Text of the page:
What Should My BYOD Policy Cover?

You’ve heard other business owners talk about their successful Bring Your Own Device (BYOD) policies. You’ve heard the stories; employees are happier, productivity is up and IT is saving money. It sounds like a dream come true, and you’ve been considering it for a while. You consulted with the appropriate people within your company and have decided that it is a great time to launch a BYOD policy. Making this crucial decision will dictate the direction and evolution of your business. It will all begin by drafting a new policy that will outline your unique BYOD policies and procedures. How should you draft this policy? What should it contain? Who should be involved in its creation?

Creating a BYOD Policy

Below is a brief blueprint that will outline how to create a BYOD policy and what areas it should cover:

  1. Gather a representative from every discipline and department within your organization. This will provide well rounded in put as you begin to craft this new policy. Ensure that the head of IT is also present, as they will be heavily involved in deploying this policy.
  2. Begin discussing the needs of your business. Consider the entire scope of your business’s operations. Consider how you find new customers, how they are service and how peripheral departments (HR and IT) operate.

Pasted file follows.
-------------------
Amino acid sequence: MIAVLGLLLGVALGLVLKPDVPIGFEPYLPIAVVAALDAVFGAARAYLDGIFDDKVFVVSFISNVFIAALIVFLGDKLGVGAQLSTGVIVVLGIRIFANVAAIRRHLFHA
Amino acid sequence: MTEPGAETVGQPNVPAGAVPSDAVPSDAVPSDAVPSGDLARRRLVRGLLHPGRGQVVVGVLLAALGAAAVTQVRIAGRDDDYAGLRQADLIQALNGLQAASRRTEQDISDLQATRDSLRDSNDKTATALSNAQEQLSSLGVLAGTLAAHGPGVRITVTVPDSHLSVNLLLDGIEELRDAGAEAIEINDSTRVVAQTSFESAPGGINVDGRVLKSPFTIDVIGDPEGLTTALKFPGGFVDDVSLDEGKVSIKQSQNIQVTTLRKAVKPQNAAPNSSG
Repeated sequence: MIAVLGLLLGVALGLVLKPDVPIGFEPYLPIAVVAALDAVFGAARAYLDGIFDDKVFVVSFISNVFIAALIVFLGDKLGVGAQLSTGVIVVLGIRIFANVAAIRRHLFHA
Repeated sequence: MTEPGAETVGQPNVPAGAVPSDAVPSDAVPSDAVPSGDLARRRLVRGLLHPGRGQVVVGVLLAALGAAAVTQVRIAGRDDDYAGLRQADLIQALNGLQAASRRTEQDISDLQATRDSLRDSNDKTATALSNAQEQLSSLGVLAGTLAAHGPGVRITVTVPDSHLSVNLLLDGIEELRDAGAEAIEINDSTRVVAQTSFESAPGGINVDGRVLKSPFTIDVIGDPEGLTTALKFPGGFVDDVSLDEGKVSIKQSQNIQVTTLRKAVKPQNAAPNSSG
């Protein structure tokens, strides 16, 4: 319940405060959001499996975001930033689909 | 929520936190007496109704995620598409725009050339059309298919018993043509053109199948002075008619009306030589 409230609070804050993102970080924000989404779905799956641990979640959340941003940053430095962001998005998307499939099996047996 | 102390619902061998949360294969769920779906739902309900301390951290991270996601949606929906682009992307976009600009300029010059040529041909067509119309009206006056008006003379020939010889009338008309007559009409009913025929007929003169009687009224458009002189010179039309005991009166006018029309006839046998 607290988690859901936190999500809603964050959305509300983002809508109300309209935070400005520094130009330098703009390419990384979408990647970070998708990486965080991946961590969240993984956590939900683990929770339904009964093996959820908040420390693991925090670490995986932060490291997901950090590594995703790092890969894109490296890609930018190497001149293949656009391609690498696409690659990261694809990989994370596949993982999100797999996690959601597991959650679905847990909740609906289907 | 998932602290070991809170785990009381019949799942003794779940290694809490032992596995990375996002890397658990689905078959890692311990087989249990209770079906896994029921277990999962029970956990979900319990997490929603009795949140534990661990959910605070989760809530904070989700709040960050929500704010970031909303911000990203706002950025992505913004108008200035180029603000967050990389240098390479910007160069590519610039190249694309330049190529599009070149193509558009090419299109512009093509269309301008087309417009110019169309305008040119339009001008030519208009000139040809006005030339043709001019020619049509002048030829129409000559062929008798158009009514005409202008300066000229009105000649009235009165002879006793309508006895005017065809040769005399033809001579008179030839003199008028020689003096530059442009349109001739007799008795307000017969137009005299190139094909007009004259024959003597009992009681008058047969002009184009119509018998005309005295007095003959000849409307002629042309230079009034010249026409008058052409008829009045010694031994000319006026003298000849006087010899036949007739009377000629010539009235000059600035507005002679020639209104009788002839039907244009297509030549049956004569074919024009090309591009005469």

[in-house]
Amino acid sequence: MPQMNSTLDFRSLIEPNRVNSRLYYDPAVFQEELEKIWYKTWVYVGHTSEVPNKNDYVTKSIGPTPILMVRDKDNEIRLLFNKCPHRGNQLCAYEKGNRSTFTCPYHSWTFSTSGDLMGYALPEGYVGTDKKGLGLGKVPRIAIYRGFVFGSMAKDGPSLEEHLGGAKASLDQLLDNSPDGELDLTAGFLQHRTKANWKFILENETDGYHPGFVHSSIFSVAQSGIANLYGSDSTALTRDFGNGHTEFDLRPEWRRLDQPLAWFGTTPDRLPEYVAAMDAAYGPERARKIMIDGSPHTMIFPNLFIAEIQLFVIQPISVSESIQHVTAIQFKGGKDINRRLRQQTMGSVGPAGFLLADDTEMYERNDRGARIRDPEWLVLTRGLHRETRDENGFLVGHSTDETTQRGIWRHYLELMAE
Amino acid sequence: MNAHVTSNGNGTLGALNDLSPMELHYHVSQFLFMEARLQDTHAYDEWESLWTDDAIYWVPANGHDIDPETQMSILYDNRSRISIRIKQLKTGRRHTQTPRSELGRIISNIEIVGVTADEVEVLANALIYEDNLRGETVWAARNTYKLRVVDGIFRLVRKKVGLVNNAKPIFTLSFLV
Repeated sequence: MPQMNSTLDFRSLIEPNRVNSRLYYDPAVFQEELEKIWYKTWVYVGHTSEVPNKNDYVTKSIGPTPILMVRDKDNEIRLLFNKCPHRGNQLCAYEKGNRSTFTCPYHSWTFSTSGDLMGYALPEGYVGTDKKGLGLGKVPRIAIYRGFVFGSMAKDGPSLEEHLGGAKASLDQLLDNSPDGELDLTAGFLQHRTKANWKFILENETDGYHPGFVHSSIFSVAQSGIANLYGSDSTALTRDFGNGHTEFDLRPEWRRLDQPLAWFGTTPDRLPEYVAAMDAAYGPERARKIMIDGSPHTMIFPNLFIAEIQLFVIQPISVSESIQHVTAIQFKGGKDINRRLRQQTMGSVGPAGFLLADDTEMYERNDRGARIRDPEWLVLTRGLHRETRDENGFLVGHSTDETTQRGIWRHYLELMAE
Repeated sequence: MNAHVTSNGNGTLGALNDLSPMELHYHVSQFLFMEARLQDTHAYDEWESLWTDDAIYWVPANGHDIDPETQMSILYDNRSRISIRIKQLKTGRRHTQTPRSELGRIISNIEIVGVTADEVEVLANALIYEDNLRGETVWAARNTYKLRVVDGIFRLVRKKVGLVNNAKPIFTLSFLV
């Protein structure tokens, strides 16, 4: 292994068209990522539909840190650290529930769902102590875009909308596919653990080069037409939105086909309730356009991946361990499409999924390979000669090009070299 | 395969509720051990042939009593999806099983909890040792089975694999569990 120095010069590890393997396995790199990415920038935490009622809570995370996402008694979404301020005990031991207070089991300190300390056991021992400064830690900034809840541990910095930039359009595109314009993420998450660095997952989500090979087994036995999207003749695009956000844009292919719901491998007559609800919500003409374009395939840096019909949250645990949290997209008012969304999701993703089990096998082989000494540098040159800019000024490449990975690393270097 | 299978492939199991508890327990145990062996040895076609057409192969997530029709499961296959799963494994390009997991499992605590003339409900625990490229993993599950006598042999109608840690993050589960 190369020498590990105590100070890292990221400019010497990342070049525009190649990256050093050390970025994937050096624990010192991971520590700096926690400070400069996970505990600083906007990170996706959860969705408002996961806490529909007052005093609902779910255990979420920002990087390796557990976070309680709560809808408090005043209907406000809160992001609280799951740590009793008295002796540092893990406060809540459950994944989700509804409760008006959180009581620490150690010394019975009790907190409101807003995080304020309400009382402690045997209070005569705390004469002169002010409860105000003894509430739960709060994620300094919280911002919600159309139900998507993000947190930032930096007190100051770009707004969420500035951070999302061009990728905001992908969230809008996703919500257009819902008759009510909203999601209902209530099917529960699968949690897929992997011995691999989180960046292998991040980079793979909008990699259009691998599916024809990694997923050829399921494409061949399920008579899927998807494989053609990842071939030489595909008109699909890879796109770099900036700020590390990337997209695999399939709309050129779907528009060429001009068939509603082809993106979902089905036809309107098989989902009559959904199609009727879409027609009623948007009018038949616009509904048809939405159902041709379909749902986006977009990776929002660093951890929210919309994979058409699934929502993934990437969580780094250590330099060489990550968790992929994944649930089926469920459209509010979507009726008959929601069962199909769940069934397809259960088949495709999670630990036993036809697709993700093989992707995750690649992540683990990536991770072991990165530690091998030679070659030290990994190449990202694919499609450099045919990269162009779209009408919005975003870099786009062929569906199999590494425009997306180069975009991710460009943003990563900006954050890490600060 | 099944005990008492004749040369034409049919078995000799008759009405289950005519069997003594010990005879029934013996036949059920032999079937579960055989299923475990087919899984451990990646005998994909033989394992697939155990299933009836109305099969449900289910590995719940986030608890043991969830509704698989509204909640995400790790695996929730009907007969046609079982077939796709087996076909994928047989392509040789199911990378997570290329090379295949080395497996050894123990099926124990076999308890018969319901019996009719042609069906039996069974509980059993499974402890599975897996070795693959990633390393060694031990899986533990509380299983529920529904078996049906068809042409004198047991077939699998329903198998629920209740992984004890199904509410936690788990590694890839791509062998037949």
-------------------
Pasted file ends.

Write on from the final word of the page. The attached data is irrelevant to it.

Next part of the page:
3. As you discuss each department’s roles and responsibilities, consider how using advanced consumer technology may optimize them. Allowing employees to use their own devices should complement and enhance your business practices.
  4. Further refine the functions that might be enhanced by using consumer technology. As you do, start discussing which types of devices should be allowed. Should tablets, smartphones and laptops all be included? Or is only one type of device necessary for your business purposes?
  5. As you continue to refine how devices can be used, start creating a written policy that dictates the agreed upon information. Discuss if employees will be required to sign a formal, written agreement about these uses.
  6. Outline exactly how the approved devices will be allowed to work. Create a list of acceptable and unacceptable uses. Ensure that you add which apps will be allowed as well. Additionally, who will pay for data usage? Will any network usage be solely the employee’s responsibility, or will there be any reimbursement?
  7. Do not neglect security! A BYOD policy opens your business up to new and dangerous risks that may have not been encountered before. Ensure that the head of IT is present and expresses their concerns. Mobile device management software is essentially required to safely enact a BYOD policy.

Do not rush the process of creating a comprehensive BYOD policy. Ensure that it covers all of the above points and does not leave any room for disagreement or liability.

Enjoy the Benefits

A BYOD policy provides many benefits to the business. Employees will be pleased to use their own devices. They will be more productive since they will be able to access work outside of designated office hours. Perhaps best of all, your business will not have to purchase new equipment with every technological advancement.